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Shubert takes it to the streets, and ‘copperhead’ strikes

The Battle Cats will perform in the Shubert parking lot.
Courtesy of the Shubert
The Battle Cats will perform in the Shubert parking lot.

When the flagship building of the Minnesota Shubert Performing Arts and Education Center opens in 2010, the center “will have dance for everybody,” says education director Melissa Koch.

Yes, the facility will be home to concert-dance troupes like Zenon Dance Company, Minnesota Dance Theater and James Sewell Ballet. “But we’ll also program hip-hop and other forms of popular dance,” Koch adds. Which is one reason the Shubert’s current online education program, “Follow the Creative Process,” is showcasing the creation of “Revolution,” a new work by the Battle Cats, a Twin Cities-based hip-hop group.

This Saturday, the Shubert hosts “Hip-Hop Dance: From the Streets to the Stage.” The daylong event, in the theater’s parking lot, includes breaker battles (i.e., hip-hop dance competitions), dance workshops, a panel discussion on the four founding aspects of hip-hop (dance, MC-ing, DJ-ing and graffiti), and the premiere of “Revolutions.” Partners on the event include Rhymesayers Entertainment, Intermedia Arts and KMOJ-FM.

And it’s all free. “With this event, anyone walking by can come in and watch, or dance or talk,” Koch says. “That’s the dynamic we want with the Shubert Center when we’re open — that we’re inclusive, not exclusive.”

New online content about the history of hip-hop, the creation of “Revolutions” and the three primary performers — Seqal (Travis Johnson), J-Sun (Jason Noer), Daylight (Damien Day) — is posted on Mondays, Wednesdays and Fridays through Oct. 11. Noer, who has been teaching via the Shubert’s education program for three years, is particularly articulate about the cultural, political and social conditions that gave rise to hip-hop on either coast in the 1960s and ’70s.

He’s also thoughtful about the role hip-hop plays in 21st century youth culture. As Koch says, “J-Sun talks how hip-hop dance is a blueprint for self-improvement. Despite hip-hop’s popularity, that’s a message that can get shoved to the side. But for J-Sun, it’s about rising out of negative circumstances.”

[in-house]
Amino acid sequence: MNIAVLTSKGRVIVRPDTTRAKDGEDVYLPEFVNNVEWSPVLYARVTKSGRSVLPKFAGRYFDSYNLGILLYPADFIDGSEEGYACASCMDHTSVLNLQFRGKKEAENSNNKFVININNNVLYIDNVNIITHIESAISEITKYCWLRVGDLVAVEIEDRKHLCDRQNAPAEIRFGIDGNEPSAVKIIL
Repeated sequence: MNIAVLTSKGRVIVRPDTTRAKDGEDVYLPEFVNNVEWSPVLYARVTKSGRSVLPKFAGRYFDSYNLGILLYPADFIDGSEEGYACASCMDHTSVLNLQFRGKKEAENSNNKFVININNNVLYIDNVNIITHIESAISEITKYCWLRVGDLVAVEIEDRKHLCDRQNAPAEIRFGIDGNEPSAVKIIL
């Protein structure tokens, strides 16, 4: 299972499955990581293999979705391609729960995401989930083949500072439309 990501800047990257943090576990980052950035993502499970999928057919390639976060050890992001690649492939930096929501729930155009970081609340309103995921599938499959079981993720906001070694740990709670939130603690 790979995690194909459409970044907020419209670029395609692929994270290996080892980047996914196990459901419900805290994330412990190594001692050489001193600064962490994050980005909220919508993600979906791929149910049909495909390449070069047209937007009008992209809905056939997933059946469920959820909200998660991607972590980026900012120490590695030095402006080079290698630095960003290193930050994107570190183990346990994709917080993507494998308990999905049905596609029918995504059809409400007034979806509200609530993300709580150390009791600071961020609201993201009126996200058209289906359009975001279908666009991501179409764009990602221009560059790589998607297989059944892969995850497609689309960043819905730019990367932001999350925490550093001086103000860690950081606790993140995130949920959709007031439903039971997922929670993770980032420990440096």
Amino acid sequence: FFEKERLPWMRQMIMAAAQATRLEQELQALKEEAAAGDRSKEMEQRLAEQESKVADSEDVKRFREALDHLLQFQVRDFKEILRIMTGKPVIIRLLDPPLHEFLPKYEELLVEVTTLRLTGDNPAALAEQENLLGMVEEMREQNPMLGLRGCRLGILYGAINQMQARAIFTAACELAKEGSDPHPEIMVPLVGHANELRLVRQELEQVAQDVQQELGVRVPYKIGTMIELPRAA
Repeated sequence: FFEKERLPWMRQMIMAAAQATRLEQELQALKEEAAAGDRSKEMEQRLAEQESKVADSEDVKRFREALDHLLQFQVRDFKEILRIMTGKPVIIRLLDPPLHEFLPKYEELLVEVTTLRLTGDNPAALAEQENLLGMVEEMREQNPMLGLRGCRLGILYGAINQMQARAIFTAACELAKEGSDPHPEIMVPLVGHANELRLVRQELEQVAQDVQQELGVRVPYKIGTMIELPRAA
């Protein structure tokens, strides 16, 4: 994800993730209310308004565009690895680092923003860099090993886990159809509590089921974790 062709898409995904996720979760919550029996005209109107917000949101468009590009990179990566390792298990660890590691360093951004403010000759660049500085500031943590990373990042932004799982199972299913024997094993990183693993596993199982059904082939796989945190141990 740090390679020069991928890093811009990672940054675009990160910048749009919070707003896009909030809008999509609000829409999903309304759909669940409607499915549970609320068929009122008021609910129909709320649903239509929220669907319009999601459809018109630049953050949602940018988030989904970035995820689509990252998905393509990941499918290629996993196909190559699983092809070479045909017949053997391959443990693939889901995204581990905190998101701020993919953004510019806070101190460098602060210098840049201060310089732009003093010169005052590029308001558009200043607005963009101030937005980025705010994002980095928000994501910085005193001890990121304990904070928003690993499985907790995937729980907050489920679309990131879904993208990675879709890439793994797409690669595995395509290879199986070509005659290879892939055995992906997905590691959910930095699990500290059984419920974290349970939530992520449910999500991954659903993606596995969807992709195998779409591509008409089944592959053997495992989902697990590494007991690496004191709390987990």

When: Saturday, noon to 7 p.m.
Where: Shubert Center parking lot, 528 Hennepin Ave., Minneapolis
Tickets: Free

Also this week: ‘copperhead’

Several weeks ago I attended Karen Sherman’s “one born bad” in the basement of her home with six other people. A sort-of prequel to this weekend’s “copperhead,” the basement piece was an investigation of space, perception and proximity as we in the audience — given assigned names for seats in a confined space beforehand — watched the performers up close, or in mirrors, or through doorways that partially obscured our sightlines, or only listened as the action occurred out of view.
Here’s what I learned from this show: Joanna Furnans has long fingers that take on an alien aspect (think E.T.) as she waves them at her sides while loudly chomping on a piece of candy. Hannah Kramer can dispassionately describe participation in a sex cult lying naked on the floor before she gets up and takes a shower. When Anna Marie Shogren is done urinating in a nearby toilet, her butt cheeks hop on the toilet rim before she wipes.

Now, peeing “on stage” can be effectively and childishly charming — as in Argentinean director Diana Szeinblum’s “Secreto Y Malibu” presented by the Walker Art Center at the Southern Theater in 2003; here, it seems merely an attempt to try something shocking, but it isn’t.
As doors slammed for the last time, Sherman got up and threw a pile of folded papers on the floor and left. We audience members looked at one another then noticed our “names” on the papers, picked them up and opened a program. This defiant challenging of audience expectations (sometimes disquieting, always amusing), whether it pertains to the social niceties of acknowledging your audience or maintaining a “comfortable” physical distance from them, will also be incorporated into aspects “copperhead,” a work that investigates the intimacy of violence.

Sherman possesses a ferocious intelligence and an intriguing non-dance movement vocabulary that makes for a visceral, compelling viewing experience. But her pieces often lack a formal sense of construction that would contain and give shape to unruly content. That may be the point.

When: Thursday-Sunday (Oct. 2-5)
Where: Southern Theater, 1420 Washington Ave. South, Minneapolis
Tickets: $19 (plus $1 Southern Theater ticketing fee)
Phone: 612-340-1725

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